- Article updated 2 December 2020 to include Mars Wrigley response.
In a letter addressed to Hershey and leaked to the media, the Ivorian and Ghanaian cocoa regulators have accused Hershey of sourcing 30,000 tonnes of cocoa on the ICE futures exchange in order to avoid paying the premium.
The letter, sent to Hershey on Monday, accused the company of “conspiracy and machinations,” saying the use of the exchange was a clear indication of Hershey’s intention to avoid paying the LID.
Failure to comply with the orders would mean companies could lose their licenses to operate in the countries, they added.
The letter, which also accuses Fuji Oil Holdings' Blommer subsidiary of aiding Hershey, was verified as authentic by spokespeople for the regulators.
Companies including Mars Wrigley, Mondelez International, Barry Callebaut, Hershey’s and Nestlé have invested heavily in their own voluntary certification schemes in West Africa as a response to pressure from consumers for ethically sourced chocolate.
Name and shame
Cote d’Ivoire and Ghana, which account for approximately 70% of the world’s supply, threatened to name and shame chocolate companies caught trying to buy ‘cheaper beans’ on the futures market to avoid paying a premium aimed at boosting farmers’ incomes.
The countries also said Mars had allegedly changed its buying patterns for the same reason, an allegation denied by the company.
A spokesperson told ConfectioneryNews: “Mars Wrigley has not changed its cocoa buying practices to avoid payment of Living Income Differential (LID). We categorically reject any allegation implying that we have. The recent cocoa butter we purchased is a regular, repeat purchase consistent with Mars suppliers and origins used for the past three years.
"We were the first chocolate company to publicly support the LID, and are disappointed that others in the industry have recently chosen different purchasing routes. For cocoa farmers to thrive, all chocolate manufacturers and suppliers should be following our lead by supporting the LID, investing in sustainability programs to protect children and forests and purchasing responsible and sustainable cocoa.”
Chocolate makers and cocoa processors had agreed to pay the West African nations a ‘living income differential’ of $400 a tonne on top of the market price. The new price came into effect for the main 2020/2021 season crop this October.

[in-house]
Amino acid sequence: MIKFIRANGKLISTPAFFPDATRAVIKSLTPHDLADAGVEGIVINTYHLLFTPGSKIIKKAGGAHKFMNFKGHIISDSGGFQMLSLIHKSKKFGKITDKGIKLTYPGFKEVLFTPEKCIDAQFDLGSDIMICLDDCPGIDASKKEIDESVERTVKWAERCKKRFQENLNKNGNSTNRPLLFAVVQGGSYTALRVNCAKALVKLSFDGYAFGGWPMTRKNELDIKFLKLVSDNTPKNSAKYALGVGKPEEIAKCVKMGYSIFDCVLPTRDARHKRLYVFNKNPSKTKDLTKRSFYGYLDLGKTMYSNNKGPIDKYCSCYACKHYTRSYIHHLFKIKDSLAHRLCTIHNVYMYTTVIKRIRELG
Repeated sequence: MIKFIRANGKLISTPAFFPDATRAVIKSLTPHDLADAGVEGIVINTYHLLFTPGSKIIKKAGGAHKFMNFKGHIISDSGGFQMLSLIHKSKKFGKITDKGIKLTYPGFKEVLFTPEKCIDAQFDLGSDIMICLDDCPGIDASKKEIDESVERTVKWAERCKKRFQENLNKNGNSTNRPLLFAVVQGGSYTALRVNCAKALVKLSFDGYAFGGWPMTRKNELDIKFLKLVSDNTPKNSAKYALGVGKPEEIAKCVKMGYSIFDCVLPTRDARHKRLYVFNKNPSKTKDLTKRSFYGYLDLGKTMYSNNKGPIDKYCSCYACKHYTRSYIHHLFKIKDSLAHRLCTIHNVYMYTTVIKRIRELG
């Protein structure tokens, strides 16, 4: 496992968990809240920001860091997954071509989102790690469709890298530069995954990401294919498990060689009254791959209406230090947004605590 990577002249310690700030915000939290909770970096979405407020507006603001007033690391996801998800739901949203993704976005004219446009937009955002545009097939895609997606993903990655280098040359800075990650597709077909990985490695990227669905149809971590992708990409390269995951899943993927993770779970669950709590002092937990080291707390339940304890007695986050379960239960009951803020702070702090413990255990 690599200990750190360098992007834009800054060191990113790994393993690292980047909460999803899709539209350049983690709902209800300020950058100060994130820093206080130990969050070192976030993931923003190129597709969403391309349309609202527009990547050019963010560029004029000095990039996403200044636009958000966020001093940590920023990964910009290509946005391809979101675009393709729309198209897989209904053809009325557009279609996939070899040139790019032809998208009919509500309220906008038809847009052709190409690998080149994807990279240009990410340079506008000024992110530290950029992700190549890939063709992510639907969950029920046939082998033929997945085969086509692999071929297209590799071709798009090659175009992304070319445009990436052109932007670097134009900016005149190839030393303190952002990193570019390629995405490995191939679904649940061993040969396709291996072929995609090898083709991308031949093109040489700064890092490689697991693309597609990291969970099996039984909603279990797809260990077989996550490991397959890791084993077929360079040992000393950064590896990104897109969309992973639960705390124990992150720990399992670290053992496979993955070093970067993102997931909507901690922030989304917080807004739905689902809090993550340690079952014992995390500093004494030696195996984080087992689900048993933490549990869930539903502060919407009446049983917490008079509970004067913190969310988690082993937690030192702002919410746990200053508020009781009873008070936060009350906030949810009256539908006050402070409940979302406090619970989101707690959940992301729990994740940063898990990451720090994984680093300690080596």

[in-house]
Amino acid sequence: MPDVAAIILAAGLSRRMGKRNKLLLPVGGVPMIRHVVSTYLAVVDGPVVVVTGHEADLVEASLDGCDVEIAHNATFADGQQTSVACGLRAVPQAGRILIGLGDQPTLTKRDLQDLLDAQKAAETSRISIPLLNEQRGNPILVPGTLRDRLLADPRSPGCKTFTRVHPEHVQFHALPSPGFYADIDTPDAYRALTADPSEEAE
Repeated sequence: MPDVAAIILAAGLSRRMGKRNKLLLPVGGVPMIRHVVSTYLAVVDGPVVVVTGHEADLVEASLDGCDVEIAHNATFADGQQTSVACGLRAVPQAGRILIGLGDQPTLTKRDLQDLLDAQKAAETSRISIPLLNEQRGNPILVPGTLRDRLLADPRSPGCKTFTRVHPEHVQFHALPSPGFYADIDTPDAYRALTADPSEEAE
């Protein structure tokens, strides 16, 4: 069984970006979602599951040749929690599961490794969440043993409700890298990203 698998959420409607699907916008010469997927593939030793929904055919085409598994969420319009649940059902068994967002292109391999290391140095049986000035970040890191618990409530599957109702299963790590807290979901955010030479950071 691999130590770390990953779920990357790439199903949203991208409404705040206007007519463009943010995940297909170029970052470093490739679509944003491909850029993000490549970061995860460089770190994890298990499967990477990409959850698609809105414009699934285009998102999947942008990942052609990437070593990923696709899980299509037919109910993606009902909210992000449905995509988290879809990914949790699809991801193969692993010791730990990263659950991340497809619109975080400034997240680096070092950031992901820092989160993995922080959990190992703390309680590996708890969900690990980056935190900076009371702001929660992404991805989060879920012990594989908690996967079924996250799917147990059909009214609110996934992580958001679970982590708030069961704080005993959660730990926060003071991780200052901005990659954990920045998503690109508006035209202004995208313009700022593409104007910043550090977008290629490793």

The coronavirus pandemic has slashed demand, with cocoa grinding figures down, forcing chocolate companies to cut costs.
A Hershey spokesperson told ConfectioneryNews that all its 2020/2021 cocoa purchased within its supply chain since the implementation of the LID in West African countries includes the LID price premium. “Beans sold prior to the implementation of the LID would not include the premium."
Hershey also said it remains "deeply committed to our substantial cocoa sustainability work with producer governments on our mutual goals to tackle the root causes of poverty that put youth at risk as well as ending deforestation. In addition to paying the Ivorian and Ghanaian Living Income Differential to help increase farmers’ income from cocoa, Hershey is investing in farmer training to enable growing more cocoa on less land and improving productivity, which helps address poverty, the main driver of labour issues in cocoa. Hershey is also helping farmers diversify their incomes with alternative crops and other income-generating activities as well as paying farmers a premium for their cocoa."
Mars and Blommer were not available for comment.
The two countries have also reportedly withdrawn their membership of the Cocoa Merchants’ Association of America.
Ghanaian and Ivorian cocoa regulators also said they were reviewing their membership of the Federation of Cocoa Commerce in London and that they are “reconsidering the incentives and the licenses granted to members of the FCC which are directly or subtly rejecting” the living income differential.